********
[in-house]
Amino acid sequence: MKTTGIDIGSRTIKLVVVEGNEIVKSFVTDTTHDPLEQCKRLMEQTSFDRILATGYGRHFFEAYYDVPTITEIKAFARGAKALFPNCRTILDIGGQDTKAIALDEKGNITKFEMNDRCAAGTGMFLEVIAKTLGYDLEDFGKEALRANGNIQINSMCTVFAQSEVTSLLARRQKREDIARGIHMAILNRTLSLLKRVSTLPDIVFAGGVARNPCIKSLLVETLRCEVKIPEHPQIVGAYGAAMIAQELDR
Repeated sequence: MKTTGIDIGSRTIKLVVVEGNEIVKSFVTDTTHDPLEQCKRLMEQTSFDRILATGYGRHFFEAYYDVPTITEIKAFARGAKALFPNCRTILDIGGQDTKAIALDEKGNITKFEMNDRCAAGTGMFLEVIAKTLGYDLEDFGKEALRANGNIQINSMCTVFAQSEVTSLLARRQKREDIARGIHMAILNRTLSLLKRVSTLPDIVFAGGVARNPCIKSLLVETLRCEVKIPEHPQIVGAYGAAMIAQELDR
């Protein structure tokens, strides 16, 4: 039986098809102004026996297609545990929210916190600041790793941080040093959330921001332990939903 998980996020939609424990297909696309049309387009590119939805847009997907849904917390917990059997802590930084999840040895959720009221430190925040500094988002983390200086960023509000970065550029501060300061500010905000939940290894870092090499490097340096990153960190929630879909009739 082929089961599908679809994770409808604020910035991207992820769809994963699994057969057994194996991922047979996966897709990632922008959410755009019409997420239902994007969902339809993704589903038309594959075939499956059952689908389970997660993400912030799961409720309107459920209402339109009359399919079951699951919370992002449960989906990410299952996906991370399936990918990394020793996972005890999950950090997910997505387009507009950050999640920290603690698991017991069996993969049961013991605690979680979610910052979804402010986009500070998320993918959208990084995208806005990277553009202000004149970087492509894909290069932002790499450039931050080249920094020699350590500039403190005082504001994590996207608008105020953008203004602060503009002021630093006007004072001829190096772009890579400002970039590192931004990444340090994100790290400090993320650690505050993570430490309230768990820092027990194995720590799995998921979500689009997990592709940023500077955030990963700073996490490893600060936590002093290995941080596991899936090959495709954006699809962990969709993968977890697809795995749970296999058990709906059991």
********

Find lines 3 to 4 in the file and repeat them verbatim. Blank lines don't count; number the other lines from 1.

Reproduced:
Repeated sequence: MKTTGIDIGSRTIKLVVVEGNEIVKSFVTDTTHDPLEQCKRLMEQTSFDRILATGYGRHFFEAYYDVPTITEIKAFARGAKALFPNCRTILDIGGQDTKAIALDEKGNITKFEMNDRCAAGTGMFLEVIAKTLGYDLEDFGKEALRANGNIQINSMCTVFAQSEVTSLLARRQKREDIARGIHMAILNRTLSLLKRVSTLPDIVFAGGVARNPCIKSLLVETLRCEVKIPEHPQIVGAYGAAMIAQELDR
């Protein structure tokens, strides 16, 4: 039986098809102004026996297609545990929210916190600041790793941080040093959330921001332990939903 998980996020939609424990297909696309049309387009590119939805847009997907849904917390917990059997802590930084999840040895959720009221430190925040500094988002983390200086960023509000970065550029501060300061500010905000939940290894870092090499490097340096990153960190929630879909009739 082929089961599908679809994770409808604020910035991207992820769809994963699994057969057994194996991922047979996966897709990632922008959410755009019409997420239902994007969902339809993704589903038309594959075939499956059952689908389970997660993400912030799961409720309107459920209402339109009359399919079951699951919370992002449960989906990410299952996906991370399936990918990394020793996972005890999950950090997910997505387009507009950050999640920290603690698991017991069996993969049961013991605690979680979610910052979804402010986009500070998320993918959208990084995208806005990277553009202000004149970087492509894909290069932002790499450039931050080249920094020699350590500039403190005082504001994590996207608008105020953008203004602060503009002021630093006007004072001829190096772009890579400002970039590192931004990444340090994100790290400090993320650690505050993570430490309230768990820092027990194995720590799995998921979500689009997990592709940023500077955030990963700073996490490893600060936590002093290995941080596991899936090959495709954006699809962990969709993968977890697809795995749970296999058990709906059991």